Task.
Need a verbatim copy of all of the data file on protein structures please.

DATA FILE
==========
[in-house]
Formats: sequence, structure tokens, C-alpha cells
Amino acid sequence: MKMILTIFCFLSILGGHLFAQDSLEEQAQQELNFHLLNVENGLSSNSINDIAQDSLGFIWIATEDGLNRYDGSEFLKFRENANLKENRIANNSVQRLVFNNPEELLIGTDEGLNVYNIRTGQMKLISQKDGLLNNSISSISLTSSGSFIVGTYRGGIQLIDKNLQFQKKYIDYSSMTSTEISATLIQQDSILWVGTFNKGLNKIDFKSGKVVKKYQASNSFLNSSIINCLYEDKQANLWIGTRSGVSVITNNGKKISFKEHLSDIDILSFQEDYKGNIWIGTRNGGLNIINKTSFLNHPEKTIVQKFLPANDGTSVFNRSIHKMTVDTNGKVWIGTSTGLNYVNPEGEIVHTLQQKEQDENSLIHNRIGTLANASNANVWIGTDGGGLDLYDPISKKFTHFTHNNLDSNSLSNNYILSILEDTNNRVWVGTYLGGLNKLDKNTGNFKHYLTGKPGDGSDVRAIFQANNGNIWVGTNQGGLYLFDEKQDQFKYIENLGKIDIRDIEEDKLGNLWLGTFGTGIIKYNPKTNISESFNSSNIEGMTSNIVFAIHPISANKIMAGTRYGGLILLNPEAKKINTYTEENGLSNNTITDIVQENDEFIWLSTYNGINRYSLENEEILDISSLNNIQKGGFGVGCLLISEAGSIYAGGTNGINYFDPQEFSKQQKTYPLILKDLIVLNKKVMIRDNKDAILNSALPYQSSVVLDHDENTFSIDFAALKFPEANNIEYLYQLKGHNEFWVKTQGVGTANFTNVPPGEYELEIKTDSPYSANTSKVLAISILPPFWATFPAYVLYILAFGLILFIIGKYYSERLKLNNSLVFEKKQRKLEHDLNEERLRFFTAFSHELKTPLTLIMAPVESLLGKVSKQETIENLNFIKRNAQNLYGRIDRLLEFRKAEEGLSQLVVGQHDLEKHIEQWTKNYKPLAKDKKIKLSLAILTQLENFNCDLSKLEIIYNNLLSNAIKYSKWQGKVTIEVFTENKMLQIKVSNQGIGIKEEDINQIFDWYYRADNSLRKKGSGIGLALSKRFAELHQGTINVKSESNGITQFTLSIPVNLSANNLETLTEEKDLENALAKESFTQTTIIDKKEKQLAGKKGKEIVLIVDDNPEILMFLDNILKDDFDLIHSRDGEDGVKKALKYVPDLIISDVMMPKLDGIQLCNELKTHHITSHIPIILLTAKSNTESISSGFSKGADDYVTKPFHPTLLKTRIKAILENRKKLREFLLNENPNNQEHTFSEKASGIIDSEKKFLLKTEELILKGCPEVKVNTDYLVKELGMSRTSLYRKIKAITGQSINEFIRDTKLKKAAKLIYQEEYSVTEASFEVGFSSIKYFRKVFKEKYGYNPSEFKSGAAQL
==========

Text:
[in-house]
Formats: sequence, structure tokens, C-alpha cells
Amino acid sequence: MKMILTIFCFLSILGGHLFAQDSLEEQAQQELNFHLLNVENGLSSNSINDIAQDSLGFIWIATEDGLNRYDGSEFLKFRENANLKENRIANNSVQRLVFNNPEELLIGTDEGLNVYNIRTGQMKLISQKDGLLNNSISSISLTSSGSFIVGTYRGGIQLIDKNLQFQKKYIDYSSMTSTEISATLIQQDSILWVGTFNKGLNKIDFKSGKVVKKYQASNSFLNSSIINCLYEDKQANLWIGTRSGVSVITNNGKKISFKEHLSDIDILSFQEDYKGNIWIGTRNGGLNIINKTSFLNHPEKTIVQKFLPANDGTSVFNRSIHKMTVDTNGKVWIGTSTGLNYVNPEGEIVHTLQQKEQDENSLIHNRIGTLANASNANVWIGTDGGGLDLYDPISKKFTHFTHNNLDSNSLSNNYILSILEDTNNRVWVGTYLGGLNKLDKNTGNFKHYLTGKPGDGSDVRAIFQANNGNIWVGTNQGGLYLFDEKQDQFKYIENLGKIDIRDIEEDKLGNLWLGTFGTGIIKYNPKTNISESFNSSNIEGMTSNIVFAIHPISANKIMAGTRYGGLILLNPEAKKINTYTEENGLSNNTITDIVQENDEFIWLSTYNGINRYSLENEEILDISSLNNIQKGGFGVGCLLISEAGSIYAGGTNGINYFDPQEFSKQQKTYPLILKDLIVLNKKVMIRDNKDAILNSALPYQSSVVLDHDENTFSIDFAALKFPEANNIEYLYQLKGHNEFWVKTQGVGTANFTNVPPGEYELEIKTDSPYSANTSKVLAISILPPFWATFPAYVLYILAFGLILFIIGKYYSERLKLNNSLVFEKKQRKLEHDLNEERLRFFTAFSHELKTPLTLIMAPVESLLGKVSKQETIENLNFIKRNAQNLYGRIDRLLEFRKAEEGLSQLVVGQHDLEKHIEQWTKNYKPLAKDKKIKLSLAILTQLENFNCDLSKLEIIYNNLLSNAIKYSKWQGKVTIEVFTENKMLQIKVSNQGIGIKEEDINQIFDWYYRADNSLRKKGSGIGLALSKRFAELHQGTINVKSESNGITQFTLSIPVNLSANNLETLTEEKDLENALAKESFTQTTIIDKKEKQLAGKKGKEIVLIVDDNPEILMFLDNILKDDFDLIHSRDGEDGVKKALKYVPDLIISDVMMPKLDGIQLCNELKTHHITSHIPIILLTAKSNTESISSGFSKGADDYVTKPFHPTLLKTRIKAILENRKKLREFLLNENPNNQEHTFSEKASGIIDSEKKFLLKTEELILKGCPEVKVNTDYLVKELGMSRTSLYRKIKAITGQSINEFIRDTKLKKAAKLIYQEEYSVTEASFEVGFSSIKYFRKVFKEKYGYNPSEFKSGAAQL